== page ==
Amazon, however, had one aspect of its business model that was different from its startup predecessors. It was not only a new way to buy and sell books and other products online, but it was also a way to dodge sales taxes. Based in Washington state (which has no state income tax) and without a physical presence in other states, it was able to undercut its bricks-and-mortar competitors by not charging out-of-state customers sales tax. If you bought a flat panel TV at BestBuy or Circuit City, you paid sales tax; if you bought that same flat panel TV from Amazon, there was no sales tax. A strong argument can be made that exploiting the sales tax rules in place at the time gave Amazon a major advantage over its competitors.
Google and Facebook also had advantages conferred by the government, thanks to Section 230. Traditional newspapers and journals, publishing content that they paid for, were subject to liability laws and could be sued; companies like Facebook, which published user-provided content, could not. It was starting to become apparent to me that startups were succeeding by taking advantage of government rules and regulations, or in some cases by going around them. Government was becoming a more important factor to the success of the new generation of startups.
A watershed moment, for me, was in 2007 when Kleiner Perkins, the most prominent venture capital firm in Silicon Valley, hired former Vice President Al Gore as a partner. Gore was a second generation politician who had spent most of his life in Washington, D.C., eventually taking over his father’s Senate seat. There was no sign whatsoever that he had ever done an entrepreneurial venture in his life. But as the former Vice President, and someone who was almost elected President, he came with world-class political connections and influence. That fact that Kleiner Perkins valued those connections and wanted Gore working on their behalf was a huge sign to me that the startup game was changing. I would not have been more shocked if the Los Angeles Lakers had hired Gore to play point guard.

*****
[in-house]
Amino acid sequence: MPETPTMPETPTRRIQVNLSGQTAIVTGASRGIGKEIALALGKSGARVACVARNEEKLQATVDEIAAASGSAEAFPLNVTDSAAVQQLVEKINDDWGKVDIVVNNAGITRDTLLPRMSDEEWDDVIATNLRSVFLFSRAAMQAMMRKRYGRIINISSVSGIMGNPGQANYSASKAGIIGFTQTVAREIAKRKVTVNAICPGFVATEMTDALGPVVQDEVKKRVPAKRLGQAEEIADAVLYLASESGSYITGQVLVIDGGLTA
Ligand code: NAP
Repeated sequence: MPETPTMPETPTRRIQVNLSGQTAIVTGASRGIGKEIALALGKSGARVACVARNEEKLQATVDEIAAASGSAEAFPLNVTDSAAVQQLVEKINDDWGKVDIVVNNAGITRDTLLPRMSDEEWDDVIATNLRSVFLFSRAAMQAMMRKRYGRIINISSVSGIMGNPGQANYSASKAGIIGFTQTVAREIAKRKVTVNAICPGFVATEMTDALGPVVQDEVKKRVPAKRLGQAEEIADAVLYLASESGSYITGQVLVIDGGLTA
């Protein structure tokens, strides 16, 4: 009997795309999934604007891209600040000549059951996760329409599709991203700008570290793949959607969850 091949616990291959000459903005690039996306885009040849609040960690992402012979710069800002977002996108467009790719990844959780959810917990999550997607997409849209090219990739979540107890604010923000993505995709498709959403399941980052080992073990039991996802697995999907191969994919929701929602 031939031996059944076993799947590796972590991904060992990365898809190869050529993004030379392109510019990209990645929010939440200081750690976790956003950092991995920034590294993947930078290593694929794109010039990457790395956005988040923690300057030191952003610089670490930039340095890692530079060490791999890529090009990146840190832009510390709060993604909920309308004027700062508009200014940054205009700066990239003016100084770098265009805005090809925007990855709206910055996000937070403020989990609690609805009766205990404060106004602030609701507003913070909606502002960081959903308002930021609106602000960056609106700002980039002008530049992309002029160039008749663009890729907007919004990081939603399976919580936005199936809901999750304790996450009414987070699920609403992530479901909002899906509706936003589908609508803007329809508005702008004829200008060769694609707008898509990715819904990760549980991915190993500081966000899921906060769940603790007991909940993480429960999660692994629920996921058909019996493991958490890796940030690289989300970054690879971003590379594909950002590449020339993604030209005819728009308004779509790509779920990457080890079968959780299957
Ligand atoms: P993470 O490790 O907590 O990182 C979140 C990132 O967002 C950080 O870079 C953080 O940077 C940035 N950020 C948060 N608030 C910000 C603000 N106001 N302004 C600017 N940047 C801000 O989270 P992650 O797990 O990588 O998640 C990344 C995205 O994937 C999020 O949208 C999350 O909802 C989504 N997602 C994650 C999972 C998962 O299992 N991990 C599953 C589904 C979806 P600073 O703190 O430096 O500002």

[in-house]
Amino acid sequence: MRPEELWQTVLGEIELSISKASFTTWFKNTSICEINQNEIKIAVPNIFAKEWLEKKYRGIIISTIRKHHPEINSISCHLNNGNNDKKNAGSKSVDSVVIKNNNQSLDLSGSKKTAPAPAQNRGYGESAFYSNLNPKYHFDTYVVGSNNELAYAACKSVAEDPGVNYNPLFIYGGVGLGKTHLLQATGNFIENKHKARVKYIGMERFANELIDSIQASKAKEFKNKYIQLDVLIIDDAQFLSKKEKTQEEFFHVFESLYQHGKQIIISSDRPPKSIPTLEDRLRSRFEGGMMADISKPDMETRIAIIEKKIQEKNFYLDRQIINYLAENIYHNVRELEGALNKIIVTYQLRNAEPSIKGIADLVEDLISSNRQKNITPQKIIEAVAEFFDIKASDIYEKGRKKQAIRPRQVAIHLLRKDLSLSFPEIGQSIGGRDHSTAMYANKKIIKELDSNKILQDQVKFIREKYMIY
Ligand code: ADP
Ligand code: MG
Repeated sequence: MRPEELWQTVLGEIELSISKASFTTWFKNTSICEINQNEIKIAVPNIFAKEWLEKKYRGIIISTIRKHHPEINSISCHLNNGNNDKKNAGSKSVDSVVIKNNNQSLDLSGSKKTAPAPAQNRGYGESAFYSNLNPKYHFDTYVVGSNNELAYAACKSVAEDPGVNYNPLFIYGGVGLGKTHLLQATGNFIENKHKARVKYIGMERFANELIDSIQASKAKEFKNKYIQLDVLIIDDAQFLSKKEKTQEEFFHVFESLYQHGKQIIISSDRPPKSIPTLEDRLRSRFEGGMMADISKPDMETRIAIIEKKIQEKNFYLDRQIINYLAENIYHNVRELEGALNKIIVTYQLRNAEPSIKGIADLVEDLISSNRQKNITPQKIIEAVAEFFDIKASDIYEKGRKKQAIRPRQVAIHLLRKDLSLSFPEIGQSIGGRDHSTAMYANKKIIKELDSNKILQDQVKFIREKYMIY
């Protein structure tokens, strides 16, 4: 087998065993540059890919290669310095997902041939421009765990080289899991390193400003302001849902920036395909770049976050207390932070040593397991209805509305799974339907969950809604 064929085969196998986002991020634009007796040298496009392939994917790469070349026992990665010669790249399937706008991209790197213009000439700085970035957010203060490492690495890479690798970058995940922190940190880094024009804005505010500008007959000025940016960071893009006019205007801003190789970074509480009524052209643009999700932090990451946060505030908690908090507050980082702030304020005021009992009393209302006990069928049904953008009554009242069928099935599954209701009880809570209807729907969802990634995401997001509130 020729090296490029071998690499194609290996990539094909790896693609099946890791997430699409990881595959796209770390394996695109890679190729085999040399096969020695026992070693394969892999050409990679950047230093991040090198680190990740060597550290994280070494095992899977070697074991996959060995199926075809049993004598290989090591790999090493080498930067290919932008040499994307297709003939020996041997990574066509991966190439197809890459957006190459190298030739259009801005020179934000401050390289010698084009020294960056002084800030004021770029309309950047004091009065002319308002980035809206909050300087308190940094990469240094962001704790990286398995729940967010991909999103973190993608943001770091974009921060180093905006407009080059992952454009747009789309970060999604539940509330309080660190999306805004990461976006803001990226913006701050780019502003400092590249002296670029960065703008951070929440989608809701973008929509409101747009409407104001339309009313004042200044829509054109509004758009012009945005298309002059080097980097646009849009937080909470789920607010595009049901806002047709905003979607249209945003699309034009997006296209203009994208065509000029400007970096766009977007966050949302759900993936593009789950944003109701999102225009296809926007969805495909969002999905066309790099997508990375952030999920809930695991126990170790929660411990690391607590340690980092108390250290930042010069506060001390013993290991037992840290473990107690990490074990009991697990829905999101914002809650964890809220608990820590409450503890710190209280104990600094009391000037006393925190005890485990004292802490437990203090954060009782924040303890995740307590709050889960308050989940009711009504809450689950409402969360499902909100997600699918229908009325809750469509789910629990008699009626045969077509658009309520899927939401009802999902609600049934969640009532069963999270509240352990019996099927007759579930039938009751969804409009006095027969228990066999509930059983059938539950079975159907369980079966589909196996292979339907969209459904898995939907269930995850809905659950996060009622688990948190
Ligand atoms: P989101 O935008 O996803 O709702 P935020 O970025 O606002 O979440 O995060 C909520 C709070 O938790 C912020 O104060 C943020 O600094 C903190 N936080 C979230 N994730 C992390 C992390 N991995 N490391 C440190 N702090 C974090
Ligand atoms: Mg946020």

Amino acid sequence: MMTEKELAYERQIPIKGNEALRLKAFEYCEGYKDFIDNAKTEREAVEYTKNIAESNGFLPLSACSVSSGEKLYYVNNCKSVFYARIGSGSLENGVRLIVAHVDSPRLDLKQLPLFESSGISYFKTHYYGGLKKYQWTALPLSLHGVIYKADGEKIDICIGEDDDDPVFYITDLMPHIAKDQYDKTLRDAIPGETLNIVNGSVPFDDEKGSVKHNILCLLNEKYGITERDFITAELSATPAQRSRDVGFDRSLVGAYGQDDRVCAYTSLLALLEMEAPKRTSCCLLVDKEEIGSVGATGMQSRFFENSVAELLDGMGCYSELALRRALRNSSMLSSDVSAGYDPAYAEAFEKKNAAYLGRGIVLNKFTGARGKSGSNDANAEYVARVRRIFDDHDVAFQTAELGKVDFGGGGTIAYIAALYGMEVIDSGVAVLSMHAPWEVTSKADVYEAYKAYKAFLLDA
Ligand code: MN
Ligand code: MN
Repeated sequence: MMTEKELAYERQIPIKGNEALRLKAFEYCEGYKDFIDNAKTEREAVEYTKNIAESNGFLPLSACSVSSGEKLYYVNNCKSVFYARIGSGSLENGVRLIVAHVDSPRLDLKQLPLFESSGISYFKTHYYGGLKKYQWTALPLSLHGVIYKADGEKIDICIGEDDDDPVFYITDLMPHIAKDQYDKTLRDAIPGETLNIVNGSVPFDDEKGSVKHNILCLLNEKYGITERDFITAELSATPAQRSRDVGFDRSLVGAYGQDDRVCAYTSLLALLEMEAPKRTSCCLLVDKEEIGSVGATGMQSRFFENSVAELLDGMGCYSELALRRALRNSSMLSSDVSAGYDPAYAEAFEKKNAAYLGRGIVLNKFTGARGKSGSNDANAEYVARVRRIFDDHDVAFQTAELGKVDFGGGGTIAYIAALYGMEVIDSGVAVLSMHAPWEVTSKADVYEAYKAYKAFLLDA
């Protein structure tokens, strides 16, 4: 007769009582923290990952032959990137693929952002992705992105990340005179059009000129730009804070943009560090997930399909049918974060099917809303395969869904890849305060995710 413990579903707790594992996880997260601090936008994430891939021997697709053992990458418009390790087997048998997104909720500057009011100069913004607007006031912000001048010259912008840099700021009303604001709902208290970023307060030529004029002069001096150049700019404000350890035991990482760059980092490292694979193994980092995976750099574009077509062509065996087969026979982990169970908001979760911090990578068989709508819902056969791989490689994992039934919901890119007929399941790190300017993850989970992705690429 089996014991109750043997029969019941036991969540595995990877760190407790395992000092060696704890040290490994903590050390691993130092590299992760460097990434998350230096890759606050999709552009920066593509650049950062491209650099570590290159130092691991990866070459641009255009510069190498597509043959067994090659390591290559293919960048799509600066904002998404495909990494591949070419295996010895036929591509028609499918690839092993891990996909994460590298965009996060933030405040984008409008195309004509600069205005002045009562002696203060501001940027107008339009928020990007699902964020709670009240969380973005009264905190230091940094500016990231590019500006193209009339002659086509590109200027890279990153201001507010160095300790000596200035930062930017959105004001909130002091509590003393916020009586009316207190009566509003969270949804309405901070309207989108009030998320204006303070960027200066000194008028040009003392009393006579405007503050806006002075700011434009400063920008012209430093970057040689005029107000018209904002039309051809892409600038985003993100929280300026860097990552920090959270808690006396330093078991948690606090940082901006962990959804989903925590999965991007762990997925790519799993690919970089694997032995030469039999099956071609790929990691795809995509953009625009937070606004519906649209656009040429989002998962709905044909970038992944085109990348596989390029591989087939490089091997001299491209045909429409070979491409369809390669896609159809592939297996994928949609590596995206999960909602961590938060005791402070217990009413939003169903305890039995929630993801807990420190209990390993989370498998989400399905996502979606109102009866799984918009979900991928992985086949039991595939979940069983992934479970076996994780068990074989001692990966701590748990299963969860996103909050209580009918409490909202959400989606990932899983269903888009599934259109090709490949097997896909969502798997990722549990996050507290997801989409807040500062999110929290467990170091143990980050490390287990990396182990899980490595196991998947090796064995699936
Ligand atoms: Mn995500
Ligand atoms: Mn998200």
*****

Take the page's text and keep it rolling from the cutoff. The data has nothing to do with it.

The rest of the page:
Fast forward a decade or so, and the demarcation between government and many startups has never been more important than it is right now. Government is also starting to push back. The state of California, home to gig economy companies Uber and Lyft, passed the so-called AB5 bill, which more-or-less outlawed the use of gig workers, with the intent of reclassifying them as employees. The gig economy companies fought the implementation in court and then responded with Proposition 22, which exempted them from AB5. After spending more than $200 million dollars, the gig economy companies succeeded and the voters approved the measure in last month’s election. Twenty years ago $200 million would have been a huge round of venture funding, but today it is just a necessary political expense to keep in place a business model which pushes the boundaries of the law. It’s another sign, to me, that the startup game I remember from early in my career has changed significantly.
This shift is apparent in the business models of many of the new generation of startup companies, including Uber, Lyft, Airbnb, Tesla, and SoFi, and technologies such as cryptocurrencies and drones.